Business Class is booming

An initiative which brings together commerce and education has resulted in over 80 school-business partnerships thriving from Bethesda to Bridgend, with collaborations flourishing in every local authority area in Wales.

Business Class, a Business in the Community programme delivered in Wales by Careers Wales and funded by the Welsh Government, has already exceeded its target of creating 81 partnerships by the end of this academic year. Its purpose is to benefit both partners, with schools gaining from businesses’ expertise and business gaining from understanding their local community and working with their potential future workforce. 

The milestone of reaching every local authority area in Wales comes as part Responsible Business Week, Business in the Community’s annual campaigning week that celebrates the positive difference business can make to schools, communities and the future workforce of Wales. The latest partnership to be forged is between Ysgol Uwchradd Bodedern and Horizon Nuclear on Ynys Môn, but schools across Wales are taking part in Business Class.

Every business, everywhere

Every size of company, from two micro-businesses in Powys to SMEs to large employers, have signed up. In addition, a range of sectors including engineering, construction, leisure, transport, finance, media and the law are active in the programme. The result is that Wales’ future employees are acquiring the skills they need for the world of work. From traditional employability skills such as interview techniques to a practical understanding of learning how restocking a warehouse works, young people are learning the skills that will be required of them in the world of work. Furthermore, teachers are gaining insights from experts in various fields, schools are being supported in marketing themselves and head teachers are benefiting from industry’s expertise. In turn, businesses gain from their staff expanding their skills and experience through working in areas beyond their day-to-day roles.

Business Class is now well-established and plans for its future include the strengthening of the 22 clusters of schools and businesses that are working together across Wales. This unique cluster mechanism gives schools and businesses the benefit of scale; they work together to share the enormous pool of expertise and experience which they have between them.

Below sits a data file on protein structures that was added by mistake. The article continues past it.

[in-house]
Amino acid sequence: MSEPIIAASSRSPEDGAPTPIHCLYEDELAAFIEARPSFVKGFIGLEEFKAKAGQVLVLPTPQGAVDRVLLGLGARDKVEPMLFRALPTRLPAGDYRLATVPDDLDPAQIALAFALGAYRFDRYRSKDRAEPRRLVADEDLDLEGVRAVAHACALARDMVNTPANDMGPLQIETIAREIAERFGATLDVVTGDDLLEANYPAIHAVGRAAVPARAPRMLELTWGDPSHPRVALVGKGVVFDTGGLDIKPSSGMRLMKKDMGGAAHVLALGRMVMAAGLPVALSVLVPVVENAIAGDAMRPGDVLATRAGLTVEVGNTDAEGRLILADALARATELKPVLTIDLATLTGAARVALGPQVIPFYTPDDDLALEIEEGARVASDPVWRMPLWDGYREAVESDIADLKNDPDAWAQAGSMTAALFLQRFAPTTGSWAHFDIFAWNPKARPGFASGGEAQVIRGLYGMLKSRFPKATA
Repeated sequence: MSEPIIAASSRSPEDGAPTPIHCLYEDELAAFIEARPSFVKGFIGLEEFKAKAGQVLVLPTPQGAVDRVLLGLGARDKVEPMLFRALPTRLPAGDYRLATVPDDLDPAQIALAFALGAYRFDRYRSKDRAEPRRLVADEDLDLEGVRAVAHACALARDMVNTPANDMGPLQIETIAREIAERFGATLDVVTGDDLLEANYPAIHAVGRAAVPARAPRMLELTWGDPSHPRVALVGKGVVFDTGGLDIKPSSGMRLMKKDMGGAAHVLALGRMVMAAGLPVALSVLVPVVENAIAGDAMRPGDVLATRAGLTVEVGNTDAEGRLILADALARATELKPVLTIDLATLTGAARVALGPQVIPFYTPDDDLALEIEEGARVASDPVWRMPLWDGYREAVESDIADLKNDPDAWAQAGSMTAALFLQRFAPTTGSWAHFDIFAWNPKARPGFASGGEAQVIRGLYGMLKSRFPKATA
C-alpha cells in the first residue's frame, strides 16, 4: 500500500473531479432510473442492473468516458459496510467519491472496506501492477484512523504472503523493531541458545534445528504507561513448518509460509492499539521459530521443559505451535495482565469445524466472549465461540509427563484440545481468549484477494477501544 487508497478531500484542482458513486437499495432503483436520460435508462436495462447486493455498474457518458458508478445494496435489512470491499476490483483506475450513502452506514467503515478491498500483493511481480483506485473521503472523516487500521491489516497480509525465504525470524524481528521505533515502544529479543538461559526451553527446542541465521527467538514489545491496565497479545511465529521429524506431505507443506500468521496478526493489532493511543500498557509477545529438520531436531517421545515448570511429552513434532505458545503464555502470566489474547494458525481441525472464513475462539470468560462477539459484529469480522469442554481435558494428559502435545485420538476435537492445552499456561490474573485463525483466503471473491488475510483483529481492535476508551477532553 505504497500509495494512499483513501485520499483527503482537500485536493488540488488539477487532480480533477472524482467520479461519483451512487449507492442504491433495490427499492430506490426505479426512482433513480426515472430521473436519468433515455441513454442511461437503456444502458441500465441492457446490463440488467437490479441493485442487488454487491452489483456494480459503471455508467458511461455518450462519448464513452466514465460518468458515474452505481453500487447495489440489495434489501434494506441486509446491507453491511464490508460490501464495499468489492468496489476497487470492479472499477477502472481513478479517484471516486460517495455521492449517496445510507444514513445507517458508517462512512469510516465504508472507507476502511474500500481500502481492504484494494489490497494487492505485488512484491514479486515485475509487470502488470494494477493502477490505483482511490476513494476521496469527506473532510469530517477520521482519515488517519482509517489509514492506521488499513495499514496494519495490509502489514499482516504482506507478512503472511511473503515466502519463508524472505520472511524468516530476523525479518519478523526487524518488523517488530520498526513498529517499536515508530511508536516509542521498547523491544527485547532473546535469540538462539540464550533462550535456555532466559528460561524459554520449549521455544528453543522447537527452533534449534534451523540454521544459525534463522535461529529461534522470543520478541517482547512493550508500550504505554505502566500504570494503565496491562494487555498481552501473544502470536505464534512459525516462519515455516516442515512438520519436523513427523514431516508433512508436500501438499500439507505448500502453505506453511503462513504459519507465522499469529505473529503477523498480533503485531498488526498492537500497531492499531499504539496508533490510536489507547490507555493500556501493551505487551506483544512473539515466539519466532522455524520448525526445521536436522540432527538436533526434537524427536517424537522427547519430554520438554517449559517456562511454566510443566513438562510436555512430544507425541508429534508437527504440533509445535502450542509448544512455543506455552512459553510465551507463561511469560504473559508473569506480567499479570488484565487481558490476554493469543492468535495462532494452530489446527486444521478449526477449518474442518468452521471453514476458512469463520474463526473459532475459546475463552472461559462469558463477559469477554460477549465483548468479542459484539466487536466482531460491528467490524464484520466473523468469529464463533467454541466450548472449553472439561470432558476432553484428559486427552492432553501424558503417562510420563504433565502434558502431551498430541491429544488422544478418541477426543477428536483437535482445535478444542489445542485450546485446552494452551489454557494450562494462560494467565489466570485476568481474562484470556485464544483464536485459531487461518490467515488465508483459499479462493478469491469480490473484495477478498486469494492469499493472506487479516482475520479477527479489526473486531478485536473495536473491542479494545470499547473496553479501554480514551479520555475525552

Partnership activities include:

Matt Appleby, Director of Business in the Community Cymru said:

“Business Class partnerships are now flourishing across the whole of Wales. Across every sector of the Welsh economy micro-businesses to nationwide employers are taking part. All variety of schools are involved – both through the medium of Welsh and English, those in rural communities and in inner city areas, and special schools. All the activities are based on the individual needs of schools, ensuring that every partnership is tailored to address the precise needs of both school and business.   

“Our partnership with Careers Wales has resulted in excellent take-up and in sustainable partnerships supporting schools across Wales. We are looking forward to continuing this productive relationship into the next academic year and beyond”.

Graham Bowd, Interim Chief Executive of Careers Wales, added: 
 
“Research shows that students are less likely to become NEET if they have had four or more direct engagements with employers. Business Class is a tried and tested model which allows companies to not only take action to support young people, but also contribute to the development of Wales’s future workforce. 
 
“Through the programme, the needs of secondary schools are mapped against the expertise, commitment and resources of employers to create a mutually beneficial partnership. 
 
“Celebrating the 81st partnership is testament to the hard work and commitment of those involved in making the programme a success. We look forward to continuing to facilitate the development of the crucial collaborations that enable young people to become engaged and enthused in the world of work.”